Does Developmental Education Meet Student Needs?
Project AdvisorTaylor, Lori L.
MetadataShow full item record
Many students graduating from Texas high schools, especially those from disadvantaged backgrounds, are underprepared for the rigor of college coursework, and they need extra help. Institutions of higher learning across the state have attempted to provide that help in the form of developmental education (DE)- supplemental instruction designed to fill in crucial gaps in a student's knowledge base. Since DE is designed to serve such a crucial function for students who have less than adequate preparation, it is particularly disconcerting news that DE programs appear, in many cases, to be failing those they are intended to serve. The students who are the least prepared and the most disadvantaged languish in college classrooms, taking courses that do not count for credit. More than 70% will never finish their degree. A review of the existing literature revealed that few researchers had talked systematically to students in DE courses about their experiences. That seemed odd, since the students are the customers of the DE process, and the ones most affected by the success or failure of these programs. A mixed methods study of DE students could offer a new, potentially insightful, angle on the problems facing DE programs in Texas. By incorporating student voices and approaching their experience from a variety of research angles, this project seeks to add to the ongoing conversation about appropriate public policy in higher education.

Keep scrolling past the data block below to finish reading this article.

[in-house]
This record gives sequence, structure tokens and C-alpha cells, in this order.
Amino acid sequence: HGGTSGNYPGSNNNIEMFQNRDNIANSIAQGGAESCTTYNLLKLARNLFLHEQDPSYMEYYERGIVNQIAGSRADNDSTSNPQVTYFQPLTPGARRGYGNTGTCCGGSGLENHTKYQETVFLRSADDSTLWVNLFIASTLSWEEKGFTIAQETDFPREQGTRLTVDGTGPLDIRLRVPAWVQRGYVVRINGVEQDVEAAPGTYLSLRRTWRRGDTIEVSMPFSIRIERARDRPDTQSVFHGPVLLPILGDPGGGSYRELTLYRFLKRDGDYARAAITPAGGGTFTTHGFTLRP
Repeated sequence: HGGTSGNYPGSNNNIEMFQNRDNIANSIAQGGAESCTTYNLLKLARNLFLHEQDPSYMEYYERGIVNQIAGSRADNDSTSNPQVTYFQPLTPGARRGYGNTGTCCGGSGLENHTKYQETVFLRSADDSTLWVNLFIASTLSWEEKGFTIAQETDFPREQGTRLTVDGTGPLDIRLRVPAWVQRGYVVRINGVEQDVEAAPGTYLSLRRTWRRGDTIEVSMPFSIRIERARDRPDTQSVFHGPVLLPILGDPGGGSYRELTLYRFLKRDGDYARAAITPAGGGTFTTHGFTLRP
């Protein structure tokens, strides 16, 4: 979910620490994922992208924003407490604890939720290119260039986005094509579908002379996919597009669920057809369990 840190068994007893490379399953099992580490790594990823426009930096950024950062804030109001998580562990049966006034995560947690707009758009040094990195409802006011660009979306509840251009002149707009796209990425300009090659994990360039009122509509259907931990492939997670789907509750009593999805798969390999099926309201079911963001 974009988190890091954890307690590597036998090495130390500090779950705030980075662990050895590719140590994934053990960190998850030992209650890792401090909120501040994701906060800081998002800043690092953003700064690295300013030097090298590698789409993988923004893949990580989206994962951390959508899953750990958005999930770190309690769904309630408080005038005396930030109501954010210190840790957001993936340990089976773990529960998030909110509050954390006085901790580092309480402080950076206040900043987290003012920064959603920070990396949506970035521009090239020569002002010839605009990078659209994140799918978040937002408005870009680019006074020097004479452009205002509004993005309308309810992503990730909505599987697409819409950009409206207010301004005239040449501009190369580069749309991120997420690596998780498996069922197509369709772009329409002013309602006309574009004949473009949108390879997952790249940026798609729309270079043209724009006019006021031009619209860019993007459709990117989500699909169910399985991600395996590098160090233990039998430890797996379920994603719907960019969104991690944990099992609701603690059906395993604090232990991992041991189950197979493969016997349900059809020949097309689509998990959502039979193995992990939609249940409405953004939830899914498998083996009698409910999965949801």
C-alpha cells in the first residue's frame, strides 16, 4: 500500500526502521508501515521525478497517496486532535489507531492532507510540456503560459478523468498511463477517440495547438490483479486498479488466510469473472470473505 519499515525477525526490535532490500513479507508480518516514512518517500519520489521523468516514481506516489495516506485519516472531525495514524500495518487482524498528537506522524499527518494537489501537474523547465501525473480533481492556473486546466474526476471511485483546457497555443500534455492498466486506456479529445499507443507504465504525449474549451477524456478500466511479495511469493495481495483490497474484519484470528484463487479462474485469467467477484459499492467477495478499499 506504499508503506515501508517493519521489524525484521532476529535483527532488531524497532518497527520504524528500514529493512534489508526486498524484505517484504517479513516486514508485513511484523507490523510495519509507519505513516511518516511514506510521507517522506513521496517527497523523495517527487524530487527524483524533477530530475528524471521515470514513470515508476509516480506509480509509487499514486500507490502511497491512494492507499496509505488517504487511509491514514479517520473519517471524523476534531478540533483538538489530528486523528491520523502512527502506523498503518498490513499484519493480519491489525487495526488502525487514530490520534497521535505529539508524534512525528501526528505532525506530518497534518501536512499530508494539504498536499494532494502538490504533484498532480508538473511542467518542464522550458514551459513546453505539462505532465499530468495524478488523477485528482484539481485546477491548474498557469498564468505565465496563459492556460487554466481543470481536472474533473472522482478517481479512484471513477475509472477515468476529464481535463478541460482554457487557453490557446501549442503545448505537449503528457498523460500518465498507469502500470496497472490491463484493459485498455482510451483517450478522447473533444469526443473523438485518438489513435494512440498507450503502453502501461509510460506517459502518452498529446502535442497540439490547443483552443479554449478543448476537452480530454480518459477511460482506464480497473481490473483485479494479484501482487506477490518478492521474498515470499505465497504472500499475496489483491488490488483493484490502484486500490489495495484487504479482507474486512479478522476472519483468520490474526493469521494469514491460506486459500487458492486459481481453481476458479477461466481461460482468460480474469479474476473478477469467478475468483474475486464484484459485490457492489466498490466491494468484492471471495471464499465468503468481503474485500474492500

ClientGreater Texas Foundation
Bobo, Andrew; Duncan, Cherrelle; Goodman, Cameron; Harris, Jennifer; Jarvis, Staci; Kombos, Thanasis; McDaniel, Torey; Prescott, Jena Overall; Rapini, Sarina; Shafer, Jye; King, Silvia; Zhang, Helen (2013). Does Developmental Education Meet Student Needs?. Available electronically from